On June 22, 2018 Governor Wolf signed HB 2477 (“Amendment”) into law breathing new life into Chapter 20 of the Medical Marijuana Act (“Act”), the country’s first-of-its-kind law for cannabis research. This follows Commonwealth Court Judge Patricia McCullough’s May 22, 2018 issuance of a preliminary injunction halting the Department of Health’s (“DOH”) implementation of the Act’s Chapter 20 regulations. Chapter 20 of the Act governs the registration and operation of clinical registrants, the certification of academic clinical research centers (“ACRC”), and partnerships between clinical registrants and ACRCs for research purposes. A clinical registrant is a grower/processor and dispensary that will have a contractual relationship with an ACRC. An ACRC is an accredited medical school in the Commonwealth of Pennsylvania that “operates or partners with an acute care hospital licensed within this Commonwealth.” As of May this year, DOH had already certified eight medical schools as ACRCs under the Act. Continue reading…
Yesterday the Department of Health (DOH) released the much anticipated proposed temporary regulations for physicians that among other items, set forth requirements regarding: the physician registry, the completion by physicians of a four-hour training course, and issuing patient certifications, as well as prohibitions, including for example, a prohibition against advertising a physician’s ability to prescribe cannabis under the Pennsylvania Medical Marijuana Act (Act 16). As the proposed regulations are not yet effective, DOH will accept comments on them until April 20, 2017. More information about these draft regulations appears on the DOH website, and they are available here.
On August 18, 2016, the Secretary of Pennsylvania’s Department of Health (“DOH”), Dr. Karen Murphy, announced that the DOH has posted draft temporary regulations (“Regulations”) focusing on the 25 medical marijuana grower/processor permits that will become available under Pennsylvania’s Medical Marijuana Act (“Act”) that was passed last April.
The Regulations state the general application requirements for medical marijuana organizations, which requirements include detailed information about principals and financial backers of such organizations. Medical marijuana organizations include not just grower/processors, but also clinical registrants and dispensaries. The application requirements also contain a clear commitment to foster diversity. The Regulations establish procedures for promoting and ensuring that medical organizations foster diversity through participation of diverse groups in all aspects of the medical organization’s operations. This includes but is not limited to requiring each organization to have a diversity plan. Diverse groups are defined under the Regulations as “disadvantaged business[es], minority-owned business[es], women-owned business[es], service-disabled veteran-owned small business[es] or veteran-owned small business[es] that ha[ve] been certified by a third-party certifying organization.”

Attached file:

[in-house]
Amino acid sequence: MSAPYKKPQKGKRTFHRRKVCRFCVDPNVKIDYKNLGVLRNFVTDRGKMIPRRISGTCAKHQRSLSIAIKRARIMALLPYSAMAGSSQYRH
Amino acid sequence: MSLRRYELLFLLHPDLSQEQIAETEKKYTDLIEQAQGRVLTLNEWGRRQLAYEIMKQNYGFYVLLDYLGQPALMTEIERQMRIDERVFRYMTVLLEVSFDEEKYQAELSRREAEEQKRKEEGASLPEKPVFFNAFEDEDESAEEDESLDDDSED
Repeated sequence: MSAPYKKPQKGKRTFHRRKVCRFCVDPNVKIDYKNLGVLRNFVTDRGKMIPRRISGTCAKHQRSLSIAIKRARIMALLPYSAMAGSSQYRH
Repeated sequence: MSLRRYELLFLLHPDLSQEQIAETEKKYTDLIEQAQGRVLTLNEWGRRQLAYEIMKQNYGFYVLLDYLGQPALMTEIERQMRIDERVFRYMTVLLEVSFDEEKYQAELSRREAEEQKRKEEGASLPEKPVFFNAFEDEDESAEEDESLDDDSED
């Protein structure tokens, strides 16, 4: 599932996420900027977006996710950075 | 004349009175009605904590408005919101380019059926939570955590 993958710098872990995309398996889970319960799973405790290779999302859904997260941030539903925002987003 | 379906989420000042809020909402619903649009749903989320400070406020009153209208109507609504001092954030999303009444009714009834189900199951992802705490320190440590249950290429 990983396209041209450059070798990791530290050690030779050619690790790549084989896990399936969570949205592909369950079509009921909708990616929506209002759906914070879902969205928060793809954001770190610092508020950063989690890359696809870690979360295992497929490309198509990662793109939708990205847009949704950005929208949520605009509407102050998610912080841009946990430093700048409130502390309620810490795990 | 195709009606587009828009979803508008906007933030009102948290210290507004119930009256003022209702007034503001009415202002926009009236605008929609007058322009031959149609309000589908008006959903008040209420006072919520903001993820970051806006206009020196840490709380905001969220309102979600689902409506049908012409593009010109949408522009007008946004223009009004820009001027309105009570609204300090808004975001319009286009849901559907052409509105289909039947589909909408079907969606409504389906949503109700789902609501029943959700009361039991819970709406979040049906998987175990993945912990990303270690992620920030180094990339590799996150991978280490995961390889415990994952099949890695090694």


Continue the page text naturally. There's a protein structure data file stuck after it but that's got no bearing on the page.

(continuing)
The Regulations also contain specific requirements for grower/processor permits. Application forms for permits will be posted on the DOH website in the future. Among the requirements is that a grower/processor notify DOH within six months of being issued an initial permit that it is ready, willing and able to begin production.
The Regulations prohibit executive level employees of the Commonwealth and their immediate family members from being employed by or holding an interest in medical marijuana organizations while employed by the Commonwealth and for one year thereafter.
The Regulations are not final and are open for public comment until August 26, 2016.
Although Pennsylvania joins 23 other states and the District of Columbia to legalize medical marijuana, marijuana is still classified as a Schedule I controlled substance by the U.S. Drug Enforcement Agency, and as such it remains a crime under federal law to grow, sell and/or use marijuana. Any content contained herein is not intended to provide legal advice in connection with the violation of any state or federal law. Although the Act provides for the legalization of medical marijuana in the Commonwealth of Pennsylvania, one should obtain legal advice with respect to any such compliance issues.
Stay tuned for details regarding an upcoming Cozen O’Connor webinar on these Regulations.
For more information about the Regulations or the Act, contact Chris Raphaely, J. Nicole Martin or another member of Cozen O’Connor’s Cannabis Industry Team.
On April 17, 2016, Governor Wolf signed Act 16 of 2016, making Pennsylvania the 24th state (plus the District of Columbia) to legalize marijuana for medical use. The full text of the act is available here.
Physicians, not surprisingly, will play a vital role in making medical marijuana available to Pennsylvanians, while ensuring patient safety in the process. This is what they should know about Act 16: Continue reading…